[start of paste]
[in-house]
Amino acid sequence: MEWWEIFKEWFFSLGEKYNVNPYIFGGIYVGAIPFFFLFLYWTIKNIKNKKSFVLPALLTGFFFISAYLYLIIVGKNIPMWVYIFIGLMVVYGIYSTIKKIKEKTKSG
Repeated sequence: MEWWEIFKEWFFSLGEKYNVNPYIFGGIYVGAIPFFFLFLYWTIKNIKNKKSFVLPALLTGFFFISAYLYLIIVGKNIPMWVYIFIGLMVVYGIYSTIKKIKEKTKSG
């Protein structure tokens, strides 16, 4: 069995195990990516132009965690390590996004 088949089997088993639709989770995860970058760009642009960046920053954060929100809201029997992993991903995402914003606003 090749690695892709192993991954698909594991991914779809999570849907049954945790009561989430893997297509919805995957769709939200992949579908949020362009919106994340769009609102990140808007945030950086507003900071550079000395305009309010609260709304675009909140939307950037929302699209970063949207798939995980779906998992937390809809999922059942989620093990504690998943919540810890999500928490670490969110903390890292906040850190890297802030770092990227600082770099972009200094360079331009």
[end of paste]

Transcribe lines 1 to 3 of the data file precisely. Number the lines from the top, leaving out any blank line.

[in-house]
Amino acid sequence: MEWWEIFKEWFFSLGEKYNVNPYIFGGIYVGAIPFFFLFLYWTIKNIKNKKSFVLPALLTGFFFISAYLYLIIVGKNIPMWVYIFIGLMVVYGIYSTIKKIKEKTKSG
Repeated sequence: MEWWEIFKEWFFSLGEKYNVNPYIFGGIYVGAIPFFFLFLYWTIKNIKNKKSFVLPALLTGFFFISAYLYLIIVGKNIPMWVYIFIGLMVVYGIYSTIKKIKEKTKSG